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How to remove common stains such as metal polish, oil and mud from fabric, upholstery and carpets


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STAIN
REMOVAL

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The
advice on these pages is given in good faith but it is made clear these remedies are
undertaken at your own risk. No responsibility can be taken as regards their results or
any consequences relating to their use. Please read notes at beginning of this section.

  • If you place the stained area on a soft absorbent
    cloth, or rolled up ball of kitchen paper, and use a circular motion from the outside in
    towards the centre, this will avoid making a ring mark.
     


  • Do not
    rub the remover onto the
    stain as this can damage the fabric and cause the stain to spread, always use a dabbing
    motion.
     

  • If the damaged item is washable, rinse NON GREASY
    stains away with water.
     

  • If the stain is greasy, sprinkle talc on the mark
    to absorb it.

FOR OTHER VITAL
INFORMATION PLEASE TAKE THE TIME TO LOOK AT “REMEMBER”
AND “PRODUCTS”.


METAL POLISH TO OIL


ADHESIVE
– BLOOD
   #   CANDLE
WAX – CURRY
   #   
DEODORANT
– GREASE
   


HAIR
LACQUER – LIPSTICK 
PAINT –
STICKY MARKS
   #    TAR
– WINES/SPIRITS

 

Metal
Polish

Fabrics

Carefully remove any
excess with absorbent paper then dab with white spirit. Allow to dry then brush off any
powdery deposit. Wash in detergent in the usual way.

Mildew

Fabrics

This stain is difficult
to remove. On non-nylon, white items, bleach, soaking in strong detergent,
or a solution of hydrogen peroxide (20 volume strength 1 part to 4 parts cold water) may
work. Coloured items are more of a problem, however, regular washing reduces marks.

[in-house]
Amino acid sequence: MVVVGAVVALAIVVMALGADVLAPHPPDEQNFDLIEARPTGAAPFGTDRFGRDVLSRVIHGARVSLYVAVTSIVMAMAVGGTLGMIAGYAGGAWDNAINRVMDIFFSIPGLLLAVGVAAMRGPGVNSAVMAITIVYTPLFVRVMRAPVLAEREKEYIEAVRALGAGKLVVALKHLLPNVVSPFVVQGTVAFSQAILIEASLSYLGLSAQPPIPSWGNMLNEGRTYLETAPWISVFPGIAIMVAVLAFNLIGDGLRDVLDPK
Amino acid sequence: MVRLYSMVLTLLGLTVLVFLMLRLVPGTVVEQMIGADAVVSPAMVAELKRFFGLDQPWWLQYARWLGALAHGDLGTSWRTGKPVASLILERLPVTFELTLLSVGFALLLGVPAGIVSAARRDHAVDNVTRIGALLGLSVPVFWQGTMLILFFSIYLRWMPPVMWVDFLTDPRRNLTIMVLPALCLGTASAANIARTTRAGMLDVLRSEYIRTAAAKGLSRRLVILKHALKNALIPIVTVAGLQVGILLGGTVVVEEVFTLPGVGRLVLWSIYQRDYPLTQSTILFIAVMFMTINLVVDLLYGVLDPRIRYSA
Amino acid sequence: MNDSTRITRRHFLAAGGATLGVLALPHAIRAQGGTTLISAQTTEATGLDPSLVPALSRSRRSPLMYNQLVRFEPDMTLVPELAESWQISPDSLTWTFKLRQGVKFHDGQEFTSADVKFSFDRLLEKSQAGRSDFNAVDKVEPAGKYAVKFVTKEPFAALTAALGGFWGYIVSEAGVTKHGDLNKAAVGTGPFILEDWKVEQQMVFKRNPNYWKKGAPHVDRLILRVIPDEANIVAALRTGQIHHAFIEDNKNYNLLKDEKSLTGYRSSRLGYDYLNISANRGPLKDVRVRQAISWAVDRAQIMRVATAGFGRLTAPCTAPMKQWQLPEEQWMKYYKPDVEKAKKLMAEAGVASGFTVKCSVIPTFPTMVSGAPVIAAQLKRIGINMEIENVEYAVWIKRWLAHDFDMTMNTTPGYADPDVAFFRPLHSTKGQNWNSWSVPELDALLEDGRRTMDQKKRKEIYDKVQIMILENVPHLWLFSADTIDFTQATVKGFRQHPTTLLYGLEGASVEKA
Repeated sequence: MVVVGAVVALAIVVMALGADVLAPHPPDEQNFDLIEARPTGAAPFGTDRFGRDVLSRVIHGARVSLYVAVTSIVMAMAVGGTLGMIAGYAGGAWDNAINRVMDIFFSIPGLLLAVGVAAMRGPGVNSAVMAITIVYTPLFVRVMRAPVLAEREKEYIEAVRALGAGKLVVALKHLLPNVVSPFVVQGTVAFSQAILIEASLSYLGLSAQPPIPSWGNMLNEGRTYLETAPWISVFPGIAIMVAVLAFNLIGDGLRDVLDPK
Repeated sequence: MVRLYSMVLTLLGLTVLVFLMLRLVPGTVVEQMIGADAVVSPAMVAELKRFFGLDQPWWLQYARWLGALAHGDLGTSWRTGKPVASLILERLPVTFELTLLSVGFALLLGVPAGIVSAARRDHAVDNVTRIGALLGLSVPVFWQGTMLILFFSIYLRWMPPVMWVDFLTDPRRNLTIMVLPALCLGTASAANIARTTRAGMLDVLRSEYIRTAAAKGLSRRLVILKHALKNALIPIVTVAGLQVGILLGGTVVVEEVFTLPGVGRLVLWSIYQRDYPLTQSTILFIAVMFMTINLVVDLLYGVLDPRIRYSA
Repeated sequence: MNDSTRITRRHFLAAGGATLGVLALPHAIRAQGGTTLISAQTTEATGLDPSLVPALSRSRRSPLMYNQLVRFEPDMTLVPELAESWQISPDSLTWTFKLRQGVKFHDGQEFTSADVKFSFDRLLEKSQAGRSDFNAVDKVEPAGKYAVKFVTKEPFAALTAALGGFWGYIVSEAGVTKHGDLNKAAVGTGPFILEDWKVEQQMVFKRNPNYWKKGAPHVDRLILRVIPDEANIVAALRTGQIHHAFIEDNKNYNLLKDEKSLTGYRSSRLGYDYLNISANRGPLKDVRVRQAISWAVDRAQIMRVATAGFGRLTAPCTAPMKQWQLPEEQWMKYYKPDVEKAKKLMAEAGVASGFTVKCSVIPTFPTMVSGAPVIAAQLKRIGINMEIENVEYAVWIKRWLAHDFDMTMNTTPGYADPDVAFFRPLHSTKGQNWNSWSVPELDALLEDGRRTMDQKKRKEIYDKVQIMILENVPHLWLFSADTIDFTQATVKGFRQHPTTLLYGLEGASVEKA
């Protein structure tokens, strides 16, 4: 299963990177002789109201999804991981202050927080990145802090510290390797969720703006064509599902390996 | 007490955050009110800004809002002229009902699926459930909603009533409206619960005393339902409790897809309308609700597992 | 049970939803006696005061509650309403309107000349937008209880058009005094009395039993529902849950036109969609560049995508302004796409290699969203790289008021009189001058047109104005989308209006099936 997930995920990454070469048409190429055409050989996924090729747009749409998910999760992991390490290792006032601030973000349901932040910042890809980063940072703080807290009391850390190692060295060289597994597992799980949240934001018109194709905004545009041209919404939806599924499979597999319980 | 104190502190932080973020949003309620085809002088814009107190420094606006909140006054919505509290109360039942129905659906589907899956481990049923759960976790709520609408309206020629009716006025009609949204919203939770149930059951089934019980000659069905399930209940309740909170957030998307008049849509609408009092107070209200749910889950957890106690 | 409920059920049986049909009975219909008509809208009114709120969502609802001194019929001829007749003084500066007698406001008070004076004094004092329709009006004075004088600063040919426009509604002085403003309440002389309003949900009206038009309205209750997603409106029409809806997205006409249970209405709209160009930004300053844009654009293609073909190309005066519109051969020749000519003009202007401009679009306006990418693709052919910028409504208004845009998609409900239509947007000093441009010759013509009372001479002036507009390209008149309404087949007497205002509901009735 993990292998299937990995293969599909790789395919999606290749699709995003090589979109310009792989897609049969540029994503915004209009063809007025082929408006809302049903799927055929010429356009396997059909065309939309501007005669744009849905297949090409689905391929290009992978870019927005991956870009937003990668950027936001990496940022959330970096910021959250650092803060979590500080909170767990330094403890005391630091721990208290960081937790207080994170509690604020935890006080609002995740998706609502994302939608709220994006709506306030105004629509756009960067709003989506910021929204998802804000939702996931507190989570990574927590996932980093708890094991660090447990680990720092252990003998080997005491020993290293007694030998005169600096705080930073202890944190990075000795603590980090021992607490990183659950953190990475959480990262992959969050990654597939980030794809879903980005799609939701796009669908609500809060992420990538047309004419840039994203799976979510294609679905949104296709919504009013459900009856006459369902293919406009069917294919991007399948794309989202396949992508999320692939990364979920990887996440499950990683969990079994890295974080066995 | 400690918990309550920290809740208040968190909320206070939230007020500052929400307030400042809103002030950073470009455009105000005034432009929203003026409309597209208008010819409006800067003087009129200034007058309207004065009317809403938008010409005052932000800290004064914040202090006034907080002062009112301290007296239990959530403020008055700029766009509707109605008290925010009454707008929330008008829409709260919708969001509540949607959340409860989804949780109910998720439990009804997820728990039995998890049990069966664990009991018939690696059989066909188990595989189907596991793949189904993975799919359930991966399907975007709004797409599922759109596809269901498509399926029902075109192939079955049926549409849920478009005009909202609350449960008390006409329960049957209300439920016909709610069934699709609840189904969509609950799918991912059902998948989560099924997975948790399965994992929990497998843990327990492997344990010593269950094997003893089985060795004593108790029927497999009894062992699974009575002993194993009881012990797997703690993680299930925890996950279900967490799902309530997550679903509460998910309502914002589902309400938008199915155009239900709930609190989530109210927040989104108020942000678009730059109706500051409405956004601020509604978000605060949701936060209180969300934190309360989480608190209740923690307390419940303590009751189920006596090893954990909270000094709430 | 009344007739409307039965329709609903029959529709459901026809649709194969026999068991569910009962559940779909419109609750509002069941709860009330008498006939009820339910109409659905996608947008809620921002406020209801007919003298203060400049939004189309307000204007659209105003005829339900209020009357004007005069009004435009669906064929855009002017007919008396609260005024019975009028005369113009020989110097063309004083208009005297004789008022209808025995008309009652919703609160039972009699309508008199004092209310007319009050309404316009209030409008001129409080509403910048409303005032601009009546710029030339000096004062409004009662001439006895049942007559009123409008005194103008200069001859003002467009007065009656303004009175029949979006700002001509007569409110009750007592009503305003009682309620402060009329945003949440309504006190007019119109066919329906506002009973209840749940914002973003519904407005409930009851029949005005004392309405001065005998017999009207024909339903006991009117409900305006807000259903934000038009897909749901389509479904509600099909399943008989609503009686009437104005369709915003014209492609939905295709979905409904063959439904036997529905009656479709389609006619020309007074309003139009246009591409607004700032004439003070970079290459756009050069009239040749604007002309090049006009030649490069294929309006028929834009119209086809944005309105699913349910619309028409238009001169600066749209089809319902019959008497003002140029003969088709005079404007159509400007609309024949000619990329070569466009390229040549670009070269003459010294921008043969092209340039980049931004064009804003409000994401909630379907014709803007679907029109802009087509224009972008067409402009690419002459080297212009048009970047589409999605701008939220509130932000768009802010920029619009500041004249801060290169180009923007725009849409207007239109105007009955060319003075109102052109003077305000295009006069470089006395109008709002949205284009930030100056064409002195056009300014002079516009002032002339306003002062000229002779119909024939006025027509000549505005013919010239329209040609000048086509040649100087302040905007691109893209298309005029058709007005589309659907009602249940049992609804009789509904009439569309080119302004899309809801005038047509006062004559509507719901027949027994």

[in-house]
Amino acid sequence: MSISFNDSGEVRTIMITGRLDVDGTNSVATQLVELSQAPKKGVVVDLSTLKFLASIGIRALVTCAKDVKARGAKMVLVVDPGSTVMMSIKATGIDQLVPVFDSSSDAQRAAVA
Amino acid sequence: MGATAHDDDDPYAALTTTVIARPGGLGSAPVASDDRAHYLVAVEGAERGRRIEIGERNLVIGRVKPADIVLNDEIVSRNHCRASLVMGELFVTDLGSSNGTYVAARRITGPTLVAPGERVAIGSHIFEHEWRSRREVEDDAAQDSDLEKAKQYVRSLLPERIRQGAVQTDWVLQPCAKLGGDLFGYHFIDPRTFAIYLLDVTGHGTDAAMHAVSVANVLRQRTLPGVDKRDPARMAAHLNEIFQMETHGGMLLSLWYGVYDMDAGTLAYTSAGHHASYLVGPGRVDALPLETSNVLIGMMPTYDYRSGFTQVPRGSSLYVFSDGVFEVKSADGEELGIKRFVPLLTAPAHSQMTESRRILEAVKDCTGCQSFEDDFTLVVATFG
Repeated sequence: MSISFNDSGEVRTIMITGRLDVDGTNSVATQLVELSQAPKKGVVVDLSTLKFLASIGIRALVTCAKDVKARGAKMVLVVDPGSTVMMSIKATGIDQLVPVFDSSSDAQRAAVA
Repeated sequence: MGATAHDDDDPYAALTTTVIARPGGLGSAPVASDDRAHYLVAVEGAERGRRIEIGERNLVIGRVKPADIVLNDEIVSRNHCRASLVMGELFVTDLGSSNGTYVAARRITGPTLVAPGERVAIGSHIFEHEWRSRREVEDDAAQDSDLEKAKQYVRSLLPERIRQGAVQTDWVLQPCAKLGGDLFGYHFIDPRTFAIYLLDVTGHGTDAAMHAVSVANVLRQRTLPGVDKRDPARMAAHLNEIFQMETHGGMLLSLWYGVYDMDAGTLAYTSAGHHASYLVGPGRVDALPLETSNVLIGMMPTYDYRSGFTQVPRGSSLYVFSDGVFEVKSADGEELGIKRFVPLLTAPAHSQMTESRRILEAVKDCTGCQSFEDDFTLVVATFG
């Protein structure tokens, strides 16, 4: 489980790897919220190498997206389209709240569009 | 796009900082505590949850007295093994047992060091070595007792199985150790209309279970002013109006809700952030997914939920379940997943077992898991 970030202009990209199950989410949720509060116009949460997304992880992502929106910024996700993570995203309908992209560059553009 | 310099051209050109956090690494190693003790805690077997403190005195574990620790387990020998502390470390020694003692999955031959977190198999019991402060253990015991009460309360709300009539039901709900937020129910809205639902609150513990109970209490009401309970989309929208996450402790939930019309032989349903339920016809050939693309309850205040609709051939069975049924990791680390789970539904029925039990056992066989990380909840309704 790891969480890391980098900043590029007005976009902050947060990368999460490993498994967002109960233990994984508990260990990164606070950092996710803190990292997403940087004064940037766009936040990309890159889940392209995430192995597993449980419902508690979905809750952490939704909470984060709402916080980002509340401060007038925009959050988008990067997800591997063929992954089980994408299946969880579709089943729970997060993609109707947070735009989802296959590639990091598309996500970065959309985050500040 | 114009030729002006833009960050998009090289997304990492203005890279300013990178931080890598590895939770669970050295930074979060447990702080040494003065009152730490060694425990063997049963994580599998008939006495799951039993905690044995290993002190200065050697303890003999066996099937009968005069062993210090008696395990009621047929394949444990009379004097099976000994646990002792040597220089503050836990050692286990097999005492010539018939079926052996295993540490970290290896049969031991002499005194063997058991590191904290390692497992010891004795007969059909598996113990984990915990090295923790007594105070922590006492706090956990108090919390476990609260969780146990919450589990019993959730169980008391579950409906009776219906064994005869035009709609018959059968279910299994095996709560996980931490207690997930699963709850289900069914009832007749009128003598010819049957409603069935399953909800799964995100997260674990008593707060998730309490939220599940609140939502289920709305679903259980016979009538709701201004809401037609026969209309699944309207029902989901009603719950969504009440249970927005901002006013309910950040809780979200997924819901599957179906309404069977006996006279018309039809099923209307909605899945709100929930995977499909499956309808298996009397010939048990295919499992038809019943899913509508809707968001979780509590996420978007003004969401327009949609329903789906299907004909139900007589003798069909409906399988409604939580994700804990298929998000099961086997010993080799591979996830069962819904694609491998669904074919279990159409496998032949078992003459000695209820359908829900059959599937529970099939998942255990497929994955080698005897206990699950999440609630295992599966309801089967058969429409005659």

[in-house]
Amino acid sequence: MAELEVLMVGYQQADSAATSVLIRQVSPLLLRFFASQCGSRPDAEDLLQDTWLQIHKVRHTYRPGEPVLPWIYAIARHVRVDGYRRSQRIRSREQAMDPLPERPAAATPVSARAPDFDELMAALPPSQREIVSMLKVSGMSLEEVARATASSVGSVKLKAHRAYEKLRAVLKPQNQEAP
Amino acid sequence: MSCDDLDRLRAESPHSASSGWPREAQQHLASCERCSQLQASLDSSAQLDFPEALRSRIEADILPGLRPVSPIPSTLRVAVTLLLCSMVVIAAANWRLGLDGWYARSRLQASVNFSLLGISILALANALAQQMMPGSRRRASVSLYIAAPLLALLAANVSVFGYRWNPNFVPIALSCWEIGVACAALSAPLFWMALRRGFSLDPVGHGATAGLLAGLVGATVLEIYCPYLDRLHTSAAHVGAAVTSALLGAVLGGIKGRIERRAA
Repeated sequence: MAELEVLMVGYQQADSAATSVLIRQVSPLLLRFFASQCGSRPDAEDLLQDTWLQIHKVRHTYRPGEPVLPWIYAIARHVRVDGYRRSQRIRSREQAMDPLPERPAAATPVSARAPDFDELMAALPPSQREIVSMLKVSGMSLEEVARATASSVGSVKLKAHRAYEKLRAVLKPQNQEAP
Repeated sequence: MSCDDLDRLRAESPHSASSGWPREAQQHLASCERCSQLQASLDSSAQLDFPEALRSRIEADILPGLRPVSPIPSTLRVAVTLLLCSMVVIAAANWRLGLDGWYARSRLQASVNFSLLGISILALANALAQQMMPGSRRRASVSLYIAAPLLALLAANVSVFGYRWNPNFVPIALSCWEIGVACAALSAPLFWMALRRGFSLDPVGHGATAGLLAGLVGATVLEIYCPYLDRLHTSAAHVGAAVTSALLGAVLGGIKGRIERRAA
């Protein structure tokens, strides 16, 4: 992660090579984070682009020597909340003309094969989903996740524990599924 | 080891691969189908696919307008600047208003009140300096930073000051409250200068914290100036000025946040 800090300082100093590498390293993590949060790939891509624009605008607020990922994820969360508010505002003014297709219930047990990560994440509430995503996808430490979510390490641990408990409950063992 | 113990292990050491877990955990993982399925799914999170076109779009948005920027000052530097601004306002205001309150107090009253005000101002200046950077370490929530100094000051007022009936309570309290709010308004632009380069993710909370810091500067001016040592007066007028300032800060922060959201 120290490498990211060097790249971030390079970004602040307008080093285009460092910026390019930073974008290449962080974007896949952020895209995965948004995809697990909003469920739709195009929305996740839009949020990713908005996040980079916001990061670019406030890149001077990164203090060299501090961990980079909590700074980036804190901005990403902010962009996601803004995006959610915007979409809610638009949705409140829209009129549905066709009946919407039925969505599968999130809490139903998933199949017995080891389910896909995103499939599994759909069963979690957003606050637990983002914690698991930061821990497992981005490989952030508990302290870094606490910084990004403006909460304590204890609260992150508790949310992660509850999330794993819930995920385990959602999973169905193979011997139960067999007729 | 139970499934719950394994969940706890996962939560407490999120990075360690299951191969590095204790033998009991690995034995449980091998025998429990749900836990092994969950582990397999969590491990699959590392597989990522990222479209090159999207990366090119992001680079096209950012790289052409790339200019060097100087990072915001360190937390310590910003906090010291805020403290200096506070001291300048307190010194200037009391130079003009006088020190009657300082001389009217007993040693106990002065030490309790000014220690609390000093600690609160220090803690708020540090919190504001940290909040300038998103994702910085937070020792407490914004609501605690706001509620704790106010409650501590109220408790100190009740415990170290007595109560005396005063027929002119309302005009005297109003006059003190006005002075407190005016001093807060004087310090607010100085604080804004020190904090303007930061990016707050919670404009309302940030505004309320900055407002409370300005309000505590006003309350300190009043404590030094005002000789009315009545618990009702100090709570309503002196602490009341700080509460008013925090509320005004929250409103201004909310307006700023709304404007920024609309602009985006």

Milk

Fabrics

Soak in cold water
using a biological detergent and then wash in a strong biological detergent.

Motor
Grease

Fabrics

Blot or scrape off any
excess. Dampen and put neat liquid detergent directly onto stain. Wash immediately in the
hottest temperature the fabric will allow.

Alternatively, place stain between sheets of absorbent kitchen paper
and press with a warm iron then wash as above.

For bad stains or on fabrics which cannot withstand a very hot wash a
grease solvent can be used before laundering.

Mud

Fabrics

Sponge on methylated
spirits which should be washed out in warm soapy water. Apply a glycerine solution (1 part
to 2 parts water) and leave to soften. Wash as normal in a strong detergent.

Nail
varnish

Fabrics

Clean immediately with
absorbent paper or cotton wool. Test a small area first with amyl acetate, if OK, dab on
stain using an absorbent pad underneath. Any remaining colour can be treated with
methylated spirits followed by washing in a strong detergent.

Oil –
Industrial

Fabrics

Soften with a glycerine
solution (1 part to 2 parts water). Gently dab with lighter fuel, which acts as a solvent,
and then with a cloth which has been dampened in warm water.

Oil

Fabrics

Blot or scrape off any
excess. Dampen and put neat liquid detergent directly onto stain. Wash immediately in the
hottest temperature the fabric will allow.

Alternatively, place stain between sheets of absorbent kitchen paper
and press with a warm iron then wash as above.

For bad stains or on fabrics which cannot withstand a very hot wash, a
grease solvent can be used before laundering.

Put talcum powder over stain and leave overnight.
  Shake off excess and wash as normal.

Thanks
to Trisha for this one.